A culture without property, or in which creators can’t get paid, is anarchy, not freedom.
So uncritically do we accept the idea of property in culture that we don’t even question when the control of that property removes our ability, as a people, to develop our culture democratically.
Remember the refrain: We always build on the past; the past always tries to stop us. Freedom is about stopping the past, but we have lost that ideal.
Monopoly controls have been the exception in free societies; they have been the rule in closed societies.
All around us are the consequences of the most significant technological, and hence cultural, revolution in generations.
Americans have been selling this view around the world: that progress comes from perfect protection of intellectual property.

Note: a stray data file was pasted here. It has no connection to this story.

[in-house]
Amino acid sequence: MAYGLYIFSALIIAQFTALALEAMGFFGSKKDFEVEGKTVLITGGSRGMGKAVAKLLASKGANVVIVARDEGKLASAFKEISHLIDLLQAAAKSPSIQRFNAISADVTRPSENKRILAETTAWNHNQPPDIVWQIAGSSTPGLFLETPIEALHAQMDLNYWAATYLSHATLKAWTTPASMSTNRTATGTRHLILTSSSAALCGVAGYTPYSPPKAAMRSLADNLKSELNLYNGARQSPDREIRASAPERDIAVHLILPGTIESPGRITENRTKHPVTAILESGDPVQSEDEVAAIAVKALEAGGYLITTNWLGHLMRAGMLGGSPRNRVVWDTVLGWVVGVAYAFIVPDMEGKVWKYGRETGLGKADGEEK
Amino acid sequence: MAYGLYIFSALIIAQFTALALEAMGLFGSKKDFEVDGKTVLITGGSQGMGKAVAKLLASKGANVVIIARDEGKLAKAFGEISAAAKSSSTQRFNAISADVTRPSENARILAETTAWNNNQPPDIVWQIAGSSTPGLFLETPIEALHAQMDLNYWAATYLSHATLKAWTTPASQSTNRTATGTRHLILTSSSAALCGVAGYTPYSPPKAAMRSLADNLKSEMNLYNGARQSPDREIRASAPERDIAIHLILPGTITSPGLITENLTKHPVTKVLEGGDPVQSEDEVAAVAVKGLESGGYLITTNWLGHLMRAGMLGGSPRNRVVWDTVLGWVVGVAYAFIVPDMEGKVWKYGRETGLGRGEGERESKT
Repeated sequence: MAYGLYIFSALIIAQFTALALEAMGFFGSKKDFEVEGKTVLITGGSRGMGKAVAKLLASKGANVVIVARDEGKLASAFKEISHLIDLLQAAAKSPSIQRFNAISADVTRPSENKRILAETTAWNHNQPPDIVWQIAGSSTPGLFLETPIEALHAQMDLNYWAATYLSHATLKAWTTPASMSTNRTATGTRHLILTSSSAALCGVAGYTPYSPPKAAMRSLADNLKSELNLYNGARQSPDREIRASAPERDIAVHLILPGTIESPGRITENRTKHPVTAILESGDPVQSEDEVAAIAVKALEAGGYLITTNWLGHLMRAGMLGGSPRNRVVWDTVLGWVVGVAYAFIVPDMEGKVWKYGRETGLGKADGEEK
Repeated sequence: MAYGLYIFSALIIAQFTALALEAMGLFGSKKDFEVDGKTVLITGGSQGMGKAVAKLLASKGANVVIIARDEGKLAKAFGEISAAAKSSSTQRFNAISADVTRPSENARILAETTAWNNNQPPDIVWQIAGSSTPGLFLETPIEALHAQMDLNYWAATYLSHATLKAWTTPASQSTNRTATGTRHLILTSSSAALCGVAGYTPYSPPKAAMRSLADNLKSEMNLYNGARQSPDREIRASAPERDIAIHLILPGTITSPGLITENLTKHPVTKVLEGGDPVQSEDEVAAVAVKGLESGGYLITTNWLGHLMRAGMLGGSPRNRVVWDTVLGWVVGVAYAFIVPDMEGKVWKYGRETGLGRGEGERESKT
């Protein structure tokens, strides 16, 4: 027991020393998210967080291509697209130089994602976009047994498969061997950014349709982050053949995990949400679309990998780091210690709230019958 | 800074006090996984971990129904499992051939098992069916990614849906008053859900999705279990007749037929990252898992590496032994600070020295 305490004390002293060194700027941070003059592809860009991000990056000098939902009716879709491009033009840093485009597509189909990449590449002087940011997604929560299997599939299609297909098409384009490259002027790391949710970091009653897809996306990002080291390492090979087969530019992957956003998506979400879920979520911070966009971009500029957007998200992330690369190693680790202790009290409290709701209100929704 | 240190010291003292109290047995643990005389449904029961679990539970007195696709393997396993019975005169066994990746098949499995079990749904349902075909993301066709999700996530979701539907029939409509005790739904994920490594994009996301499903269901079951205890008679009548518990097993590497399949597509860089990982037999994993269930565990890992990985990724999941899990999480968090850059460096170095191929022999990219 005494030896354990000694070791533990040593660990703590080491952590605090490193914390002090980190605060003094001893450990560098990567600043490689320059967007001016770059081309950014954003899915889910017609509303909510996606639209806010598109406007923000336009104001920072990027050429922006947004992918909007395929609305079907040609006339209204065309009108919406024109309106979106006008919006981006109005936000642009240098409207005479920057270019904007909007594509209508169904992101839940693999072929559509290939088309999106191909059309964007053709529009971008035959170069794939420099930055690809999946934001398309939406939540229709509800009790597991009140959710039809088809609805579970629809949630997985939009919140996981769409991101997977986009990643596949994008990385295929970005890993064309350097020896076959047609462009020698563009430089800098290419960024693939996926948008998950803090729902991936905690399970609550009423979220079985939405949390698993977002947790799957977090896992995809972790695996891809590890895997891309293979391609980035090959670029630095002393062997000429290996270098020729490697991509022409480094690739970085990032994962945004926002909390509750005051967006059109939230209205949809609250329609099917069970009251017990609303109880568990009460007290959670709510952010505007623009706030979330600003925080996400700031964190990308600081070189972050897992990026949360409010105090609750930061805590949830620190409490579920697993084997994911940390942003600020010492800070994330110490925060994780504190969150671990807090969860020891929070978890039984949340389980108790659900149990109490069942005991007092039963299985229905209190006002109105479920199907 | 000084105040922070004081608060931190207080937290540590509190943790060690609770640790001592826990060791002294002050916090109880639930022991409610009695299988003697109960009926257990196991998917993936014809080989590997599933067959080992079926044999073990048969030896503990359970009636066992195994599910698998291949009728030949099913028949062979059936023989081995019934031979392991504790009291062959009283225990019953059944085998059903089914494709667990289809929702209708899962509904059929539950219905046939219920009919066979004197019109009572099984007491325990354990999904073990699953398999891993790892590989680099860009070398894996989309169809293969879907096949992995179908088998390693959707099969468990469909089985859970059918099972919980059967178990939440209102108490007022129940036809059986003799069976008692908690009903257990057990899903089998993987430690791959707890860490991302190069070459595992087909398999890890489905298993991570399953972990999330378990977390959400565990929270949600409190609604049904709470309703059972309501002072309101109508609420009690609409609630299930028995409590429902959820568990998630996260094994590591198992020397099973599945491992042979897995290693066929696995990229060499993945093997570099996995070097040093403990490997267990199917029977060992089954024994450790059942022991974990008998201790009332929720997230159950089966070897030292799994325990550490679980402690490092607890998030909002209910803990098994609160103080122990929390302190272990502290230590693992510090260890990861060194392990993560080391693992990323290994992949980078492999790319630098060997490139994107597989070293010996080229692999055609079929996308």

In these times, the hardest task for social or political activists is to find a way to get people to wonder again about what we all believe is true. The challenge is to sow doubt.
The real harm of term extension comes not from these famous works. The real harm is to the works that are not famous, not commercially exploited, and no longer available as a result.
The danger in media concentration comes not from the concentration, but instead from the feudalism that this concentration, tied to the change in copyright, produces.
As we’ve seen, our constitutional system requires limits on copyright as a way to assure that copyright holders do not too heavily influence the development and distribution of our culture.